Global Defence Technology: Issue 60

In this issue: Why the Pentagon opposes further defence industry mergers, a new technology to detect WMDs, the ground vehicle of tomorrow, contenders for the US Army’s next handgun, how the Warrior Training Alliance has transformed soldier training, the future of minehunters and more.


Global Defence Technology

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Under the ten-year Warfighter FOCUS contract to the Raytheon-led Warrior Training Alliance has brought together the three main training domains - live, virtual and constructive - in a collaborative approach to soldier training. We find out what the programme has achieved since 2008 and how it will shape the future of training.

The Pentagon has spoken out against further consolidation in the US weapons industry following Lockheed Martin's $9bn Sikorsky deal. We investigate concerns that the increased M&A trend among defence contractors and the resulting lack of competition could drive up costs and slow down innovation.

We also explore prominent technology trends in the developments of future ground vehicles, round up the potential contenders for the US Army's new handgun, ask how the threat posed by today's sea mines will impact on the requirements for mine-hunting and mine countermeasure equipment, and take a look at a new technology that could locate weapons of mass destruction from distance through their energy signature.

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In this issue

Mergers: The End of Innovation?
The Pentagon has warned against further consolidation amongst US defence companies following Lockheed Martin's $9bn grab for Sikorsky. With fewer competitors in the market, will acquisition competitions lose their innovative edge? Dr Gareth Evans reports.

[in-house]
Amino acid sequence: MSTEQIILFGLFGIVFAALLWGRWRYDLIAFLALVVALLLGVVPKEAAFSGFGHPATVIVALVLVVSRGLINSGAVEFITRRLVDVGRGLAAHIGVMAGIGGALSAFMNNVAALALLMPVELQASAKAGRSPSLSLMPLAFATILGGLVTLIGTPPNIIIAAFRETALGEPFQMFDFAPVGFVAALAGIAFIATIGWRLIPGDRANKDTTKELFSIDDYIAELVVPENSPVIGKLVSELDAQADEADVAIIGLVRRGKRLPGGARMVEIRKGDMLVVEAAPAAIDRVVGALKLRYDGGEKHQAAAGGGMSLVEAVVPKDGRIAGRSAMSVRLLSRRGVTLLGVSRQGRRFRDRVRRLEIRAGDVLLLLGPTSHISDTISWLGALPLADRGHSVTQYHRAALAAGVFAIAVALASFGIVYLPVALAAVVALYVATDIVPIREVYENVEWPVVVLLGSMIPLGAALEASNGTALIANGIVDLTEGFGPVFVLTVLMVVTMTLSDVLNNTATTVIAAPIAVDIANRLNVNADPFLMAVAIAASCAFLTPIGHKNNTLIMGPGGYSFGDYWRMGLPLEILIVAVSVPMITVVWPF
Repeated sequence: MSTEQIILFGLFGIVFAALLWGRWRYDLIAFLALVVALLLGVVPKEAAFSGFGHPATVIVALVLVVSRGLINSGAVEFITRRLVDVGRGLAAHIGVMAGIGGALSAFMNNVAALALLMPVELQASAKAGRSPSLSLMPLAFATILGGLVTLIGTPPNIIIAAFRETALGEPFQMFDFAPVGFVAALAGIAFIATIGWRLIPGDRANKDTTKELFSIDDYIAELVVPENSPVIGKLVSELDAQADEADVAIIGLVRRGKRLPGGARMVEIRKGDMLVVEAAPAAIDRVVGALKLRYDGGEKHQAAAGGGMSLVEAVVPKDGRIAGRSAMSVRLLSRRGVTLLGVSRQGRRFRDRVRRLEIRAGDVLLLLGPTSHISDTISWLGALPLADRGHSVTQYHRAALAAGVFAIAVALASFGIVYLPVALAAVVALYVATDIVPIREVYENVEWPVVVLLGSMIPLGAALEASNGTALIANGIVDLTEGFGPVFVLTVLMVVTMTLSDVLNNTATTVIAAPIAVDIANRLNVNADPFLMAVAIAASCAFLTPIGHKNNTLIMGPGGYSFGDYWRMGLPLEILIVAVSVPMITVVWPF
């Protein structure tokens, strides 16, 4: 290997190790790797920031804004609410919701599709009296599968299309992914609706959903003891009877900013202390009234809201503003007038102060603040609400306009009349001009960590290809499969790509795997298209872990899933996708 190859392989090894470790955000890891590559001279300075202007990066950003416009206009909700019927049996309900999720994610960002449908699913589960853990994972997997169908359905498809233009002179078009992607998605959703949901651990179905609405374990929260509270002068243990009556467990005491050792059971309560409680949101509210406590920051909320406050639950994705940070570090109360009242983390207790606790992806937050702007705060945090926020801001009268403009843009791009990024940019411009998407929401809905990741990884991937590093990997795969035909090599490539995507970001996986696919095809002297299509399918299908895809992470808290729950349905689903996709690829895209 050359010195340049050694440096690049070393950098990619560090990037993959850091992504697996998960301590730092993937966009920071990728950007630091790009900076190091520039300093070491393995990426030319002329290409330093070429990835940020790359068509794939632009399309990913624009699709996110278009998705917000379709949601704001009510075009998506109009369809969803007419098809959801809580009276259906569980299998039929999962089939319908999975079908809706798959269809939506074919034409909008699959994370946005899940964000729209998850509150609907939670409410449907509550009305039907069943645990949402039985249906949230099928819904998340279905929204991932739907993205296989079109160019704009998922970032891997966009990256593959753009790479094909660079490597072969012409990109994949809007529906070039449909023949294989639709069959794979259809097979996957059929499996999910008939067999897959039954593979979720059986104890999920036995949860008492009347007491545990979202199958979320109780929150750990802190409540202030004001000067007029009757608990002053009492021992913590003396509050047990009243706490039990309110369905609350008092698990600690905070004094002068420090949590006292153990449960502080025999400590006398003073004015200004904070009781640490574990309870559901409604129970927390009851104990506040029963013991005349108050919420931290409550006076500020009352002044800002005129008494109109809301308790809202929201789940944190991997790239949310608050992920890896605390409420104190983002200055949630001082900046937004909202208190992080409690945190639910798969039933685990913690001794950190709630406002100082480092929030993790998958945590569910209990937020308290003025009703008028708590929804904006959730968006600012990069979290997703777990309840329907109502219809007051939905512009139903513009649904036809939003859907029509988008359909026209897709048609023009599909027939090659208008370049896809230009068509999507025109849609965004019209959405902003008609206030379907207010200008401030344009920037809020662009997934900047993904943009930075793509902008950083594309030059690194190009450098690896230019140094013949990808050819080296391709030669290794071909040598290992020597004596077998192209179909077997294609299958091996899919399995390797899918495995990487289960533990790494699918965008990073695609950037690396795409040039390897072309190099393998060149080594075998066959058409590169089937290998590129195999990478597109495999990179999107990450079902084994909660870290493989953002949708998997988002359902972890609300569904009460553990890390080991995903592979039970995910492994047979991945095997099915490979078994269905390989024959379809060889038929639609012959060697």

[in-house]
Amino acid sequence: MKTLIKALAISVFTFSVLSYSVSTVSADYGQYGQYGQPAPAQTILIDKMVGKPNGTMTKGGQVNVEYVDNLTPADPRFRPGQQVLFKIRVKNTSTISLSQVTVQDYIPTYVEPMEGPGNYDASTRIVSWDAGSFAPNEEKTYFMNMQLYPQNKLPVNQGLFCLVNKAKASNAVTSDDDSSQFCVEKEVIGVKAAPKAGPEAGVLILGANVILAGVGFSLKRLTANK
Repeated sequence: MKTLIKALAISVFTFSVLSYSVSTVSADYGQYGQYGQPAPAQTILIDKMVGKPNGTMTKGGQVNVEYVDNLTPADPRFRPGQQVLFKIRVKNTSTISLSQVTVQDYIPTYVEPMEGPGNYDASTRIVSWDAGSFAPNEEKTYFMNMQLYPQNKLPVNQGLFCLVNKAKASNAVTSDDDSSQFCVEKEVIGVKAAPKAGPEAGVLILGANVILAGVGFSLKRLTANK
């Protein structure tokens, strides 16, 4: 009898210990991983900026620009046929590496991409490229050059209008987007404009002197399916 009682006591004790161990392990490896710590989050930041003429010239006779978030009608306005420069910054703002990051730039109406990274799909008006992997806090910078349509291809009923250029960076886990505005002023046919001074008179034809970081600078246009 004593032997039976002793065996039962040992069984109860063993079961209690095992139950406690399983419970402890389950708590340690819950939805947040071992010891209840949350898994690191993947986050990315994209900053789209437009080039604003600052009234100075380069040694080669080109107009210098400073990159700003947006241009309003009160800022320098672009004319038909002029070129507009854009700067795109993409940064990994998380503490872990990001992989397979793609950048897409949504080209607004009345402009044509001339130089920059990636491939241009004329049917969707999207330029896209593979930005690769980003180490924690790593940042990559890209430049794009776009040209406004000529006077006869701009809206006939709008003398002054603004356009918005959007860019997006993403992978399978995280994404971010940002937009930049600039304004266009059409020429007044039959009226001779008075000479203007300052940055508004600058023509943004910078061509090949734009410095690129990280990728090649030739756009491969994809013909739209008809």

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Sniffed Out: WMD Detection Tech
Methods to detect weapons of mass destruction (WMDs) have improved, but there is still no substitute for on-site inspections. This could be set to change with the advent of technologies capable of pinpointing WMDs at distance using their energy signature, as Claire Apthorp finds out.
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Changing Gear
What does the ground vehicle of tomorrow look like? If the direction of current development is any indication, they will increasingly utilise electric innovation throughout their architecture, as Claire Apthorp finds out.
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The Next Big Thing
As the US Army looks to replace the 9mm Beretta M9, Dr Gareth Evans explores the potential contenders for the next-generation handgun.
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Inside the Warrior Training Alliance
The Warrior Training Alliance puts a collaborative approach at the heart of soldier training. Claire Apthorp takes a look at the $11.2bn programme.
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The Hunt Continues
While the use of sea mines has declined steeply since WW2, rumours of significant arsenals held by China and Russia and advanced mines in development mean that a modern fleet of minehunters is still very relevant, as Dr Gareth finds out.
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Next issue preview

A number of recent defence deals signed by India and the US have led some to speculate how an alignment of the two governments will affect India's relationship with Russia. We investigate whether the deals signal a change of alliance or are they merely a product of a very open and competitive defence industry?

Energy directed weapons in the high power micro and millimetre wave and lasers of various kinds have received growing attention as future weaponry for both airborne and ground missions. We look into the findings of a US Army workshop on these and other technologies that will shape the battlefield of 2050.

We also take a look at the findings of the UK's 2015 Strategic Defence and Security Review, find out how the US Air Force and Green Dot are working together to prevent violence in the force, and ask the US Navy's Electric Ships Office how the use of electric power could improve operational flexibility.

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